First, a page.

Date: 12 Sep 2006

Two-Photon Photopolymerization and 3D Lithographic Microfabrication

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Abstract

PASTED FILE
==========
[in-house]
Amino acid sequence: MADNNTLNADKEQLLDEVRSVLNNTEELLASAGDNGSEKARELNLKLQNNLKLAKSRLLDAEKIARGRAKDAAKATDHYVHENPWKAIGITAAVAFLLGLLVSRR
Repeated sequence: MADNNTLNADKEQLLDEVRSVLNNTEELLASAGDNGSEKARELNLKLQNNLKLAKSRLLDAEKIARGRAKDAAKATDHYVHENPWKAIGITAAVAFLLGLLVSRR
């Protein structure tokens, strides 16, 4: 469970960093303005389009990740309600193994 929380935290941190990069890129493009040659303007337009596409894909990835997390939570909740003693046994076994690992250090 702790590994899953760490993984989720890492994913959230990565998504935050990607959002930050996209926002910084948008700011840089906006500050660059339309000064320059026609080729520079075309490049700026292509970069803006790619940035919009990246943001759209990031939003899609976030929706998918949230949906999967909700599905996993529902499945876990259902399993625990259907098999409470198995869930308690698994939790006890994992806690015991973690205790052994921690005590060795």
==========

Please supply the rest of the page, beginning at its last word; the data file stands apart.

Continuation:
This chapter attempts to give an overview of the historical development and current progress of femtosecond laser micro-nanofabrication based on multiphoton absorption, and particular emphasis is placed on two-photon photopolymerization. Femtosecond laser interaction with matter differs essentially from those with longer pulses or CW lasers in its significant nonlinearity, ultrafast characteristics and the possibility of highly localization of reaction volume. These features enable three-dimensional (3D) micro-nanofabrication in solid and liquid media. In two-photon photopolymerization, when a near-infrared femtosecond laser is tightly focused into a photopolymerizable resin, 3D polymer micro-nanostructures are produced by pinpoint photopolymerization of liquid precursory resins. Using this direct laser writing scheme, various photonic, micro-optical components and micromechanical devices have been readily produced. The two-photon photopolymerization technology is expected to play a similar role to that played by lithography for planar semiconductor device processing, but for micro-nanofabrication of 3D polymer-based optoelectronic devices as well for microelectromechanical systems.